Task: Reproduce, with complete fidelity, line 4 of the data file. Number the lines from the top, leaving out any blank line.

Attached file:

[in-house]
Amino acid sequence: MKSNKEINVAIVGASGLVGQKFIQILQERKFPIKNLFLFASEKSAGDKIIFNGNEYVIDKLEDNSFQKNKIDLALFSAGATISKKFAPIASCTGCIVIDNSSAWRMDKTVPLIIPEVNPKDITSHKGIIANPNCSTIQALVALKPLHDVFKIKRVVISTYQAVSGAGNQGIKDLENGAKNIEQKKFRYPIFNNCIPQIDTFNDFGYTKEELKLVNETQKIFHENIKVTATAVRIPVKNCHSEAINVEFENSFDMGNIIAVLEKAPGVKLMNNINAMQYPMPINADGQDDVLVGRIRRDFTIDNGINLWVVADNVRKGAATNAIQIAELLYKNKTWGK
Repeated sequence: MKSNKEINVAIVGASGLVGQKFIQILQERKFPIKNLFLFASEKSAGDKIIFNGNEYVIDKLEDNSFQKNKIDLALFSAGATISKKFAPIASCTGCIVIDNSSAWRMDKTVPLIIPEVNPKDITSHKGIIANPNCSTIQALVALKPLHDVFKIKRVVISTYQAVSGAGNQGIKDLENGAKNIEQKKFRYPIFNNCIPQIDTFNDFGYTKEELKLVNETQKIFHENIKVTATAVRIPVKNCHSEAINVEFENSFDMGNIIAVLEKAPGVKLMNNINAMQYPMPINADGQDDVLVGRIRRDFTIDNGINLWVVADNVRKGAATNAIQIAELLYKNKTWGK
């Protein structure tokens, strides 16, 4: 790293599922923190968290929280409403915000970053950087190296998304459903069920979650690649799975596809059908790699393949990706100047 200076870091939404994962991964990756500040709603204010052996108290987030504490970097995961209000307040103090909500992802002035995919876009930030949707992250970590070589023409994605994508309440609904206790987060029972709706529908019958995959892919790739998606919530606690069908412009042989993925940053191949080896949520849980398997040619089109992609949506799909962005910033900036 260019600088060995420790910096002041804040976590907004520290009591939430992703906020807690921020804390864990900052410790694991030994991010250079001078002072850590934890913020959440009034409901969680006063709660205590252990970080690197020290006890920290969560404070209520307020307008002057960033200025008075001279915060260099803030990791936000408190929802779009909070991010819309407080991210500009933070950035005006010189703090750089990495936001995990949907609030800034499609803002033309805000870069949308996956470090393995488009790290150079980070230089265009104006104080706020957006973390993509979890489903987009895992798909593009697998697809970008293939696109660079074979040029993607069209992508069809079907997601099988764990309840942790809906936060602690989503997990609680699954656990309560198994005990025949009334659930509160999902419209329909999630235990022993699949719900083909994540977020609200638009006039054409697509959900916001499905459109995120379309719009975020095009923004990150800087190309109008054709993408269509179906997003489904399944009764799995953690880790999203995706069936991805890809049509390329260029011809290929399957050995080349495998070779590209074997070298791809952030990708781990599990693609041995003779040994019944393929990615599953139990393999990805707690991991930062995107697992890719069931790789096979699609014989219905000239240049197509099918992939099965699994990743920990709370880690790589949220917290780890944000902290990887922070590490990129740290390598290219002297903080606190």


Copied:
């Protein structure tokens, strides 16, 4: 790293599922923190968290929280409403915000970053950087190296998304459903069920979650690649799975596809059908790699393949990706100047 200076870091939404994962991964990756500040709603204010052996108290987030504490970097995961209000307040103090909500992802002035995919876009930030949707992250970590070589023409994605994508309440609904206790987060029972709706529908019958995959892919790739998606919530606690069908412009042989993925940053191949080896949520849980398997040619089109992609949506799909962005910033900036 260019600088060995420790910096002041804040976590907004520290009591939430992703906020807690921020804390864990900052410790694991030994991010250079001078002072850590934890913020959440009034409901969680006063709660205590252990970080690197020290006890920290969560404070209520307020307008002057960033200025008075001279915060260099803030990791936000408190929802779009909070991010819309407080991210500009933070950035005006010189703090750089990495936001995990949907609030800034499609803002033309805000870069949308996956470090393995488009790290150079980070230089265009104006104080706020957006973390993509979890489903987009895992798909593009697998697809970008293939696109660079074979040029993607069209992508069809079907997601099988764990309840942790809906936060602690989503997990609680699954656990309560198994005990025949009334659930509160999902419209329909999630235990022993699949719900083909994540977020609200638009006039054409697509959900916001499905459109995120379309719009975020095009923004990150800087190309109008054709993408269509179906997003489904399944009764799995953690880790999203995706069936991805890809049509390329260029011809290929399957050995080349495998070779590209074997070298791809952030990708781990599990693609041995003779040994019944393929990615599953139990393999990805707690991991930062995107697992890719069931790789096979699609014989219905000239240049197509099918992939099965699994990743920990709370880690790589949220917290780890944000902290990887922070590490990129740290390598290219002297903080606190």